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Coyotes-Wolves-Cougars.blogspot.com

Grizzly bears, black bears, wolves, coyotes, cougars/ mountain lions,bobcats, wolverines, lynx, foxes, fishers and martens are the suite of carnivores that originally inhabited North America after the Pleistocene extinctions. This site invites research, commentary, point/counterpoint on that suite of native animals (predator and prey) that inhabited The Americas circa 1500-at the initial point of European exploration and subsequent colonization. Landscape ecology, journal accounts of explorers and frontiersmen, genetic evaluations of museum animals, peer reviewed 20th and 21st century research on various aspects of our "Wild America" as well as subjective commentary from expert and layman alike. All of the above being revealed and discussed with the underlying goal of one day seeing our Continent rewilded.....Where big enough swaths of open space exist with connective corridors to other large forest, meadow, mountain, valley, prairie, desert and chaparral wildlands.....Thereby enabling all of our historic fauna, including man, to live in a sustainable and healthy environment. - Blogger Rick

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Friday, March 14, 2014

in December of 1973, Congress passed the Endangered Species Act with overwhelming, bipartisan support.............. Republican President Richard Nixon promptly signed this landmark wildlife conservation bill into law................. .In those years, deicisions about endangered species listings were founded in science and fact, which is where they should be decided......................Will Secretary of the Interior, Sally Jewell, adhere to the science based revelations that have come forward about whether to delist the Gray Wolf across the USA?...................Will the bipartisan spirit regarding wildlife preservation and environmental issues ever return to the Halls of Congress and the Presidency?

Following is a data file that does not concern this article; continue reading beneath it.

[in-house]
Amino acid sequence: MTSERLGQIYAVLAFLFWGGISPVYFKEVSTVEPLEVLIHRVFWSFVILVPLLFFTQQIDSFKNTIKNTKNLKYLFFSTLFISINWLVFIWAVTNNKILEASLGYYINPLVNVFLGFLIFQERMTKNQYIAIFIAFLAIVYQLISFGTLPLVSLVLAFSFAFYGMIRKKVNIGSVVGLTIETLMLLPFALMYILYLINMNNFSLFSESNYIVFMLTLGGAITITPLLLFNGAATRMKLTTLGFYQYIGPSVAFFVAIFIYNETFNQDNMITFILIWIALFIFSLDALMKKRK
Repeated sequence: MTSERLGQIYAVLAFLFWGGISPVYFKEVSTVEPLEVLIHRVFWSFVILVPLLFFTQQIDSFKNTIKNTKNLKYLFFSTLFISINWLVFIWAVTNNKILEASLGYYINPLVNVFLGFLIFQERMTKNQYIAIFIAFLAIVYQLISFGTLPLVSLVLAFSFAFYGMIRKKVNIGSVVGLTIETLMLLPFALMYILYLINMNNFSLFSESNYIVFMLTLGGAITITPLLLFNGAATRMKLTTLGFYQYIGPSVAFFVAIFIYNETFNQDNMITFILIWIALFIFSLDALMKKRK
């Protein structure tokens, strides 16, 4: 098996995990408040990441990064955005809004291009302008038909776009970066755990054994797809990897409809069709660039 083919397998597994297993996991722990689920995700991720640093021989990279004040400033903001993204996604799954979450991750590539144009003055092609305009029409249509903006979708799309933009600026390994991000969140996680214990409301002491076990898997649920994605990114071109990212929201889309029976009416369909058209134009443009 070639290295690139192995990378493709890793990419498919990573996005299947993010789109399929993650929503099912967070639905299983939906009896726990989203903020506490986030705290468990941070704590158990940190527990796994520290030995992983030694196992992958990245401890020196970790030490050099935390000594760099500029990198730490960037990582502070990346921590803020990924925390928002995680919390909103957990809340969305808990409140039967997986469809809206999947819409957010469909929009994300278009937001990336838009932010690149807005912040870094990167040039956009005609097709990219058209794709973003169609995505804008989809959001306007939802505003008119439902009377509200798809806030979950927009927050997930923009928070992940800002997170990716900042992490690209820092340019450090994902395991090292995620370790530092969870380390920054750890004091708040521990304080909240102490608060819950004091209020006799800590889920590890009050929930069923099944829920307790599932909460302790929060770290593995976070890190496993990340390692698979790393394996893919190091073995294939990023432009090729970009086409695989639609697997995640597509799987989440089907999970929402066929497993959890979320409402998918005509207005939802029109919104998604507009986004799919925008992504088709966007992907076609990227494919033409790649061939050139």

http://www.tucsonsentinel.com/opinion/report/031214
_wolf_udall_op/udall-gray-wolf-delisting-not-sound-science/


Udall: Gray

wolf delisting

 not sound

 science

o
Forty-six years ago, my father Stewart Udall
 — as Secretary of
 Interior — issued the first endangered species
 list under the
 Endangered Species Preservation Act. His list
included such
 great American icons as the timber wolf, red
 wolf, bald eagle,
grizzly bear, American alligator, and the
 peregrine falcon.
Also listed as endangered in 1967 was the
 gray wolf.
Six years later, in December of 1973, Congress
passed the
 Endangered Species Act with overwhelming,
 bipartisan support.
 President Richard Nixon promptly signed
 this landmark wildlife
 conservation bill into law. In those years,
 decisions about
endangered species listings were founded
 in science and fact,
which is where they should be decided.


















2013 marked the fortieth anniversary of the
 Endangered Species
 Act. As the years have passed, evidence is
 overwhelming that the
law is highly effective and has saved hundreds
 of species from
extinction. The bald eagle has been restored t
o most of its original
habitat; the peregrine falcon has soared back
to recovery and both
 were taken off the list. The grizzly bear, listed
 in 1975 as threatened
 is recovering well in some areas in the west.
The American alligator
 was delisted due to recovery in 1999.
However, the gray wolf is an example of a
species that is coming
back but has not yet made it back, and yet